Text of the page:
Profile of Paul Korzeniowski
News & Commentary Posts: 313
Paul Korzeniowski is a freelance contributor to InformationWeek who has been examining IT issues for more than two decades. During his career, he has had more than 10,000 articles and 1 million words published. His work has appeared in the Boston Herald, Business 2.0, eSchoolNews, Entrepreneur, Investor's Business Daily, and Newsweek, among other publications. He has expertise in analytics, mobility, cloud computing, security, and videoconferencing. Paul is based in Sudbury, Mass., and can be reached at [email protected]
Articles by Paul Korzeniowski
posted in April 2009
Network and systems management has been a troublesome area for small and medium businesses. While many companies would like to deploy these products and get a clearer picture about their system and network usage, product pricing has often been too high for them to make that switch. Consequently, one successful vendor decided to retool its product line by adding a lower cost option.
As businesses become more dispersed, managing them becomes more complicated. One challenge for small and medium businesses is tracking network addresses, something that has become more complex as employees work with a wider range of devices. One vendor has tried to tackle the problems with two address management products.
Cloud services are becoming more popular in small and medium businesses. While corporations like the flexibility that these services offer, they have been concerned about their security features. In response, one of the industryï¿¼s most influential vendors unveiled a series of cloud security services as well as enhanced its cloud collaboration platform.
Increasingly, small and medium businesses are working with video content, including it in their marketing materials, using it to help employees understand company product features, and relying on it for training. One challenge has been finding simple to use, flexible, inexpensive application development tools, so one vendor is trying to address that need.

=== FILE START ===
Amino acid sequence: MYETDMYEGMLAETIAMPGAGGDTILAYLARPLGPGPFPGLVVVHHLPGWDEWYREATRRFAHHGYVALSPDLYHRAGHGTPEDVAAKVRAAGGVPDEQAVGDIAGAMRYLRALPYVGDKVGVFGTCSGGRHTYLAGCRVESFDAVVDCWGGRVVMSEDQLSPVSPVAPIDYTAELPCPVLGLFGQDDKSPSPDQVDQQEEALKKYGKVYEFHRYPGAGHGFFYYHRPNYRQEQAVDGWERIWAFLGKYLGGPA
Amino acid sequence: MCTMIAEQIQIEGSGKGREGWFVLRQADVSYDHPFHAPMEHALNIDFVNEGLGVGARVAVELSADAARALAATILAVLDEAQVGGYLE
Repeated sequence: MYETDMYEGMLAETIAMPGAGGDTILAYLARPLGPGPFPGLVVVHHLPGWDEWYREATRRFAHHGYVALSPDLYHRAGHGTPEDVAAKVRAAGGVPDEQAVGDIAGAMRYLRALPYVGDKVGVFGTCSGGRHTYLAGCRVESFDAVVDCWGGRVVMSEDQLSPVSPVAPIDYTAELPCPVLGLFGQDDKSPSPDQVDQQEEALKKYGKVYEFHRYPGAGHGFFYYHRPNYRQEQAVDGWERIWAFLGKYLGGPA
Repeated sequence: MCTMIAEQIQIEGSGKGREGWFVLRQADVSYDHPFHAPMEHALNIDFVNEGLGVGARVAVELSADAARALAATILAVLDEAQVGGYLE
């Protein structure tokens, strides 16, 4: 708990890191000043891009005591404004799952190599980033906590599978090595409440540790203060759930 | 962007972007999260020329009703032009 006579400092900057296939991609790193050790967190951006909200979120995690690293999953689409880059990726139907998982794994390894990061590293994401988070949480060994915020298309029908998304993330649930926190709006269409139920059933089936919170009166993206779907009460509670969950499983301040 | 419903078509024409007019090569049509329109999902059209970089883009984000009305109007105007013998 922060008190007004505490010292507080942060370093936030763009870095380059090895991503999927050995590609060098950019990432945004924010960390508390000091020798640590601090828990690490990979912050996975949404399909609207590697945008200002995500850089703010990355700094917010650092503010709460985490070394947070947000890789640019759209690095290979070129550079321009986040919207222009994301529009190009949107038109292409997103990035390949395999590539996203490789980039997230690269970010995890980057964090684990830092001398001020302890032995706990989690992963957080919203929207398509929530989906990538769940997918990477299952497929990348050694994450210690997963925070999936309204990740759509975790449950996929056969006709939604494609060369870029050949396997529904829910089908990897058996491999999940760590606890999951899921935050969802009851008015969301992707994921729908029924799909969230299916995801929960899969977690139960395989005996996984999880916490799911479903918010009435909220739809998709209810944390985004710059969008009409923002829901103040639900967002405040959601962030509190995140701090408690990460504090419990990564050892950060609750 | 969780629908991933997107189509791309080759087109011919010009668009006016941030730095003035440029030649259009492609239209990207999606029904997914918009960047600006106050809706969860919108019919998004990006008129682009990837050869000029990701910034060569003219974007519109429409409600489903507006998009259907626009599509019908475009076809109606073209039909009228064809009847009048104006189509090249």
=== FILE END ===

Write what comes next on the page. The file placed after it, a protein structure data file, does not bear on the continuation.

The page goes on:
Microsoftï¿¼ Office suite has been a popular productivity tool in small and medium businesses. The company plans to enhance the product with a broad suite of new features. The company began to roll out the various enhanced components and focused on one problem area, which will be changed in a dramatic fashion.
More choices are always something that any businessperson desires. The options a company has when deciding where to purchase its computer equipment may soon be expanding. Cell phone stores are looking for ways to increase the number of items that they carry, and many are looking to pick up more computer systems. However in this case, the addition options also come with a few potential downsides.
Cell phones have become personal productivity tools for many mobile executives. However, one challenge has been staying in touch with the home office because of email compatibility issues. One of the industryï¿¼s emerging email suppliers recently stepped up to make it simpler for mobile users to work with its applications.
Google has had its eyes fixated on loosening Microsoftï¿¼s dominant desktop position. Rather than try to take the Behemoth head on, Google has been pecking away at the periphery, targeting areas where the company is a significant but not a dominant player. One of its carrier partners may help in that regard as it plans to push Android devices from cell phones to tablet computers and home phones.